The Maoists have benefited greatly from the political disarray in Kathmandu. And they seem to be using the time to re-strategise while waiting for the Congress's internal crisis to play itself out, and perhaps prepare for what Baburam Bhattarai calls their "decisive offensive".
They need a big push at this time to avenge the massive defeat in Khara in which the army says at least 200 guerrillas were killed. Then, there is the need to carry out something spectacular near Kathmandu to force the government to give up its surrender-before-talks stance. It has become pretty clear to the Maoists that overrunning an army garrison in the far-west does not make the powers-that-be in Kathmandu sit up and take notice.
Security sources tell us that captured Maoists have been speaking of preparations underway for major attacks on military or infrastructure targets. The shootout in Changu Narayan on Tuesday in which six alleged Maoists were killed was one of the most serious skirmishes inside the Valley so far. Reports from the hinterland confirm that there is assembly-line manufacture of improvised explosives, and massive forced recruitment from every family of one young man or woman. Thousands of boys and girls have fled to the towns and Kathmandu in the past month.
The Maoists appear to have decided that the time is ripe for their "war ki par" (do or die) moment. Baburam Bhattarai himself hints as much in his interview with the Maoist paper Jana Awaj on 9 April, where he said: "It is likely that the decisive leap forward can be taken in the next
One contributing factor to this is the political infighting, which is coming to a head, and the polarisation among parliamentary parties. Mao Zedong said "hit the enemy when it is in a crisis," and his Nepali proteges have memorised that line. It is conceivable that the Maoists will wait to make one last attempt to stop the escalation of the conflict to a dramatic new level. The Koirala faction of the Congress has re-opened back channels with the Maoists, and the Maoists, in a classic two-track strategy, have kept the door to negotiations open. Prachanda's last statement on May Day, hinting at negotiations , was one of the most conciliatory he has ever made. But by repeatedly rebuffing these offers, Deuba's government has come out looking hardline. And although Britain, the United States and India have supported the government's stance, the Europeans now seem to think there is no reason why there shouldn't be secret talks.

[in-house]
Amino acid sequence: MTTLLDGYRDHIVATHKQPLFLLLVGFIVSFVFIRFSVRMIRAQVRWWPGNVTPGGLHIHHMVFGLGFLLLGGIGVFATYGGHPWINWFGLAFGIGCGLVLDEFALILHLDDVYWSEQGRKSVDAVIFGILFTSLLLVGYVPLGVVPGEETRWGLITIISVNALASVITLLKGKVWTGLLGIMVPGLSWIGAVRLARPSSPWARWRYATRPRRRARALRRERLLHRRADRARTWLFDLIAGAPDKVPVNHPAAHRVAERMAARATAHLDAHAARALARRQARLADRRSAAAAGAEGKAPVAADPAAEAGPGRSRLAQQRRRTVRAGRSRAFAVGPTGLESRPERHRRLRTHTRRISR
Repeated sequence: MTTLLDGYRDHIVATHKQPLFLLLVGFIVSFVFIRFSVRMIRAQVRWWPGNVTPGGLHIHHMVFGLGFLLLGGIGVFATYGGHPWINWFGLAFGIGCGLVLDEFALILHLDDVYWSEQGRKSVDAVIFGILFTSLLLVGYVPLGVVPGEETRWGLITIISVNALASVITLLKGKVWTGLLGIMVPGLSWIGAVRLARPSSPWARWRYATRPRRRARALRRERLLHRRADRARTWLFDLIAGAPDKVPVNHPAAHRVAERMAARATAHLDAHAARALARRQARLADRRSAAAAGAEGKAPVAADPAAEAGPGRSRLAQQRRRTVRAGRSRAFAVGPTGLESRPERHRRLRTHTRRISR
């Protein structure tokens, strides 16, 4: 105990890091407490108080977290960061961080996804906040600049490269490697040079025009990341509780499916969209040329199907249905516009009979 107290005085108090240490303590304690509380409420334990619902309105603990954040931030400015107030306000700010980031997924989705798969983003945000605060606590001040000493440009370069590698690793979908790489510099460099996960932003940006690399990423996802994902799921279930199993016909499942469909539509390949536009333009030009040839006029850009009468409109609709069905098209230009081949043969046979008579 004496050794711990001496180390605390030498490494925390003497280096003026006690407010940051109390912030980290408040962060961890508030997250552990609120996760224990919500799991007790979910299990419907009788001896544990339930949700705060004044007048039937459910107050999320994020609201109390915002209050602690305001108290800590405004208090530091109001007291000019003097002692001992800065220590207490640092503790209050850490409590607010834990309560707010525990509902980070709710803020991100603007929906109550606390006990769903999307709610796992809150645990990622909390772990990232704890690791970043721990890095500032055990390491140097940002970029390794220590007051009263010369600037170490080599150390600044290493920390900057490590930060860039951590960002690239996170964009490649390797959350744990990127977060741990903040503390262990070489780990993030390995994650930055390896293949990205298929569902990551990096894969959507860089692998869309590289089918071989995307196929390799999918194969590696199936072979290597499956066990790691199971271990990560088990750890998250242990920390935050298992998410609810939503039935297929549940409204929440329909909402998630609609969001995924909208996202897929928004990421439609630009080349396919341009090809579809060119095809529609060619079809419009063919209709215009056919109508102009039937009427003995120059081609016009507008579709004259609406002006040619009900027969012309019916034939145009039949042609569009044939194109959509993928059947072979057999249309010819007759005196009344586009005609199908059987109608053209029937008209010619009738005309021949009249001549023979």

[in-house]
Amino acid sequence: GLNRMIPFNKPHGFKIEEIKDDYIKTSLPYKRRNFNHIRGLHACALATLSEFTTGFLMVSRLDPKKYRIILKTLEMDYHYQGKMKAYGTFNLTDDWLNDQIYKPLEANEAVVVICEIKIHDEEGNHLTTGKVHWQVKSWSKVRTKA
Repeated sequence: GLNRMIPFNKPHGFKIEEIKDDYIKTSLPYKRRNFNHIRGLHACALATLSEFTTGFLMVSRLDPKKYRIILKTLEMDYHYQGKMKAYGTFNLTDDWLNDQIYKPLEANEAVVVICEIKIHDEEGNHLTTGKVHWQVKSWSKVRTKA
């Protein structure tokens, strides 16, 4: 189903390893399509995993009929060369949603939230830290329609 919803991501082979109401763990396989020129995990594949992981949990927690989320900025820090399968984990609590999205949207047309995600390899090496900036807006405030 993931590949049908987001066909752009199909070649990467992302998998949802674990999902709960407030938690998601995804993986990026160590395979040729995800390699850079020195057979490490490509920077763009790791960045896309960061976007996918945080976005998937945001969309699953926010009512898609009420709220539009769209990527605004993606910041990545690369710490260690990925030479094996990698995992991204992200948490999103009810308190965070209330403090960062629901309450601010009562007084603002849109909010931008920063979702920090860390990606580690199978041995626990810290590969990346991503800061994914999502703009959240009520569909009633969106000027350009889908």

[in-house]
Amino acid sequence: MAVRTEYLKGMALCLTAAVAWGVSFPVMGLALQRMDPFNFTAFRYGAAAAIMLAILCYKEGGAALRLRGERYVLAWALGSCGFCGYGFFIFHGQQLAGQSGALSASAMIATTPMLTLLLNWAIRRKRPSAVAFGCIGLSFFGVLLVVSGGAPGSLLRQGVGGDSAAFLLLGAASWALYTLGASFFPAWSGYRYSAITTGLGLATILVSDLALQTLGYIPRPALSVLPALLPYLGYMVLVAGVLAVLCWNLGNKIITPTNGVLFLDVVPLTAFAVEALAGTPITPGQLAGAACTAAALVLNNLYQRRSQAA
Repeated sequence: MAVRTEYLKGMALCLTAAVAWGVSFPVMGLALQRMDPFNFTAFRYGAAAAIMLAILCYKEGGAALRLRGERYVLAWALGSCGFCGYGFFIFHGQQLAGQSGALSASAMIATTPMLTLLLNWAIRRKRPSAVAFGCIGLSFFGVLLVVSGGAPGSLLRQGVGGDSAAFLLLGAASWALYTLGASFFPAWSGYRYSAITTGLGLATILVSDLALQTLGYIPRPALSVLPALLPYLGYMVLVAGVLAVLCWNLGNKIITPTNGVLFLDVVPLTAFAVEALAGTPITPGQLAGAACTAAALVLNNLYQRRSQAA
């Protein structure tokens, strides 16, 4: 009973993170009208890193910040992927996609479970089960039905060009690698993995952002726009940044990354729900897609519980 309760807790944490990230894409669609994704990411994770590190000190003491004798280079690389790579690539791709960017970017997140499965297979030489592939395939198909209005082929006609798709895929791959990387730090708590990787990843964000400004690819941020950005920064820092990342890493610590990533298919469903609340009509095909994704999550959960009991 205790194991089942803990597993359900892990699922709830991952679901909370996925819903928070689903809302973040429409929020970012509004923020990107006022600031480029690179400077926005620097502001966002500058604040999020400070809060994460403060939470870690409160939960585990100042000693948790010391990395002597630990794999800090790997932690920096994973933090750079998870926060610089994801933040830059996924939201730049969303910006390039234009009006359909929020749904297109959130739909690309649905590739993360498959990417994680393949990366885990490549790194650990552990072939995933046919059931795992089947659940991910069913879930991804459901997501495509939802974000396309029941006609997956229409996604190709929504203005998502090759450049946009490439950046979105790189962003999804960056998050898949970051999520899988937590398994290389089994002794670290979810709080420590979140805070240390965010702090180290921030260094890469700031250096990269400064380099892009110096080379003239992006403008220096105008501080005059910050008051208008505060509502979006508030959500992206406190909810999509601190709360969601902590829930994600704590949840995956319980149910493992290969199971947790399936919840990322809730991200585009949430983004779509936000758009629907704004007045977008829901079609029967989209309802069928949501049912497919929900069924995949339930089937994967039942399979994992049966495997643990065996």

The Maoists also face increasing internal pressures. Hardliners in the military wing are impatient, and ethnic militant allies like the Khumbuwan Mukti Morcha have split over whether or not to stay with the Maoists. The militia is feeling the heat from the security forces, and also losing local support due to its extortion, food looting and forced recruitment. All this could indicate that the Maoists have decided that it is now or never.
Mulyankan editor Shyam Shrestha says this actually presents an opportunity for peace, and that the run-up to the elections could be when the Maoists and the government might reach a compromise. His four-step peace plan goes like this:
1. Lift the emergency;
2. Declare a ceasefire to provide space for political activity and let the economy recover;
3. Start the process of dialogue for socio-economic reforms and lasting peace; and
4. Have an all-party caretaker government to oversee elections, in which the Maoists may also participate.
"These actions may bring the Maoists into the political process," Shrestha told us. "Otherwise the elections may not mean anything." For their part, the Maoists seem convinced that the government will not willingly create these conditions, and are therefore consolidating their forces for an offensive.
The Maoists were considerably encouraged by the ease with which they razed the garrison in Gam, and may have figured that they are now ready for conventional battles against the army. However, the defeat at Khara two weeks ago proved that the army's night-time air support and the quality of command can easily tip the balance against them.
The Maoists may feel that they have reached the "Strategic Balance" phase of their struggle. In their analysis, the Shining Path and the Colombian revolutions failed because they let Strategic Balance drag on for too long. In Nepal, the Maoists think a quick push when the state is vulnerable will take them to victory. But they don't seem to have reckoned with some other factors.
The security forces are now banking on superior intelligence, and have also launched a psy-war campaign with posters, pamphlets, television programmes and even an exhibition of captured Maoist artefacts at Tundikhel. The idea is to portray the Maoists as anti-people and unpatriotic. And India is the wild card. The Maoists know that their big push will not be successful if the Indians continue their crackdown on their
cadre in India.
Nepal is now polarised between the revolutionaries and the reactionaries, and both could invite outside interference. But Nepalis have a third choice: side with forces of democracy, and press for progressive reforms.